The next big trend…

August 13, 2012
Ubud, Bali, Indonesia

A sprawling archipelago of more than 14,000 islands, Indonesia is home to some of the most beautiful, exotic, and alluring places in the world.

Yet it’s so huge… so diverse, with different languages, cultures, and religions, to even call Indonesia a single country demonstrates how antiquated the traditional concept of geography has become.

Indonesians typically identify themselves first with their home province or island; here in Bali, they would consider themselves Balinese above all else. “Indonesian” is an idea made up by politicians. Even the national language, Bahasa Indonesia, is artificially contrived.

To give you an example, whenever I make the two-hour flight from Jakarta to Bali, I feel as though I’ve gone to a different country altogether.

The time zone is different. The principal language is different. The culture is different. The religion is different. The weather is different. The diet is different. The level of development is different. The economy is different. The whole vibe of the place is different.

Bali is predominately Hindu (rather than Muslim). People here speak Balinese first.  In Jakarta, Javanese is the mother language. Muslims, which dominate the population on Java and Sumatra, don’t eat pork. In Bali, Babi Guling (suckling pig) is the local specialty.

The economy here in Bali is built around agriculture, tourism, and cottage industries such as jewelry and handicraft manufacturing. In other parts of Indonesia, the economic mainstays can be everything from natural resource extraction to services such as banking and finance.

It seems strange to try and unite so many hundreds of millions of people under a single flag for the sake of political expedience and power. But when you think about it, most countries (and supranational unions) are like this.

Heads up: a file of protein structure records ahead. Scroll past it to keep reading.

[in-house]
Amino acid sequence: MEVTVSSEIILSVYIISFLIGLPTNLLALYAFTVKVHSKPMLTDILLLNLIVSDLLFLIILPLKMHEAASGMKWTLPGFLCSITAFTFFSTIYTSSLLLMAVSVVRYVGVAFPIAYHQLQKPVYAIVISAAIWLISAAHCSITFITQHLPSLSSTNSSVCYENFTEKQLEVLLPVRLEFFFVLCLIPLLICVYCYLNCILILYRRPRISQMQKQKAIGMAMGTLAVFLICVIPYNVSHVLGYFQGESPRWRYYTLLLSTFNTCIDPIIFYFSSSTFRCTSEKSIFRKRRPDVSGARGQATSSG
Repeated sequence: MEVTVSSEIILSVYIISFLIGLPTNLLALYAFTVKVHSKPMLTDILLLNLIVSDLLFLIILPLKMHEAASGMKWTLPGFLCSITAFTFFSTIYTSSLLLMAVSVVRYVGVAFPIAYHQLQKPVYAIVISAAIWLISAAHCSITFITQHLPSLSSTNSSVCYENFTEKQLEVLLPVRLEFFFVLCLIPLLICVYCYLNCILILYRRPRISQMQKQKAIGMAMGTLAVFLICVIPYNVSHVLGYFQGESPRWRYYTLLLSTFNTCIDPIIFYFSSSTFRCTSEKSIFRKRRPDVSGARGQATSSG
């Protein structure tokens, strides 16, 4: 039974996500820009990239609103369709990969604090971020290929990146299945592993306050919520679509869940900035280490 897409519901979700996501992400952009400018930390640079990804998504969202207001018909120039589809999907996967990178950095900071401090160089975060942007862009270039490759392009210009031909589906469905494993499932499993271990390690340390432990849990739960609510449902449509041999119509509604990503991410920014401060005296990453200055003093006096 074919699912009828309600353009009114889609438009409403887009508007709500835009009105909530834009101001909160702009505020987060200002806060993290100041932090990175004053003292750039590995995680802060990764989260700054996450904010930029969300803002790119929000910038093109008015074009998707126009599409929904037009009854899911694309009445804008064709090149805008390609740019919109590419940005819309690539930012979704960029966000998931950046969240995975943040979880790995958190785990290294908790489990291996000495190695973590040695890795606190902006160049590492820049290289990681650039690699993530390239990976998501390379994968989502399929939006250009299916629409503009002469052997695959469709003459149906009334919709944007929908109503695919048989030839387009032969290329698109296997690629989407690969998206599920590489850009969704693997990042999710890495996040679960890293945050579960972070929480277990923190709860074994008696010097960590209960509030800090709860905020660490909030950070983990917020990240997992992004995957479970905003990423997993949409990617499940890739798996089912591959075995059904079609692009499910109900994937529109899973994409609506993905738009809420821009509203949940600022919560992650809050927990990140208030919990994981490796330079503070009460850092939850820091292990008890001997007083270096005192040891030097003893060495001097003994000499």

India comes to mind, jammed together with so many different cultures, languages, and ethnic groups devoid of a national identity. There are dozens of countries across Africa that were carved up like a birthday cake into neat little squares by European politicians.

The EU itself is a great example; a continent that was consistently at war with itself for more than a millennium cannot be expected to suddenly form a lasting political and economic union. Talk about different languages, different cultures, and lack of identity…

In the modern age, the concept of clearly defined national and supranational borders is a symbol of a bygone model made obsolete by technological and philosophical change. It’s amazing we still pay so much attention to them.

The Internet has made it possible to build relationships with people across the world who share your interests and beliefs, not the color of your passport.

Modern transport and telecommunication options make it possible for someone to live in one place and earn money in another… or in the case of large companies, to headquarter somewhere and earn money everywhere.

This trend is increasingly prevalent here in Bali as an increasing number of foreigners are making a permanent home here.  To these new residents, national boundaries are becoming less relevant.

One group is called the ‘fly in fly out’ mine workers. Perth, Western Australia is in the midst of a mining boom, and it’s just three hours’ flight from Bali.  Rather than pay the stupidly high costs of living in Australia, a growing band of miners are basing themselves in Bali. They fly down to Perth to work for 14 days straight in the mines (staying out on site), and then fly back to Bali for their 14 days off to relax with family and friends.

Given that it takes the typical Balinese one month to earn what a worker in Australia can make in a day, the cost of living in Bali is understandably MUCH lower… and in my opinion, is much higher quality.

This is an example of the sort of trend that both Simon and I expect we will see a great deal more of in the future– decreased relevance of geography and borders, increased dispersion of people across the globe based on where they WANT to be, not based on where they think
they HAVE to be.

About the author

Tim Staermose is Sovereign Man’s Chief Investment officer, based in the Asia-Pacific region. Born to a Danish father and British mother in Dar Es Salaam, Tanzania, Tim has led an international life since the day he was born. He has lived and worked throughout Asia, primarily focusing on equity research and emerging market opportunities.

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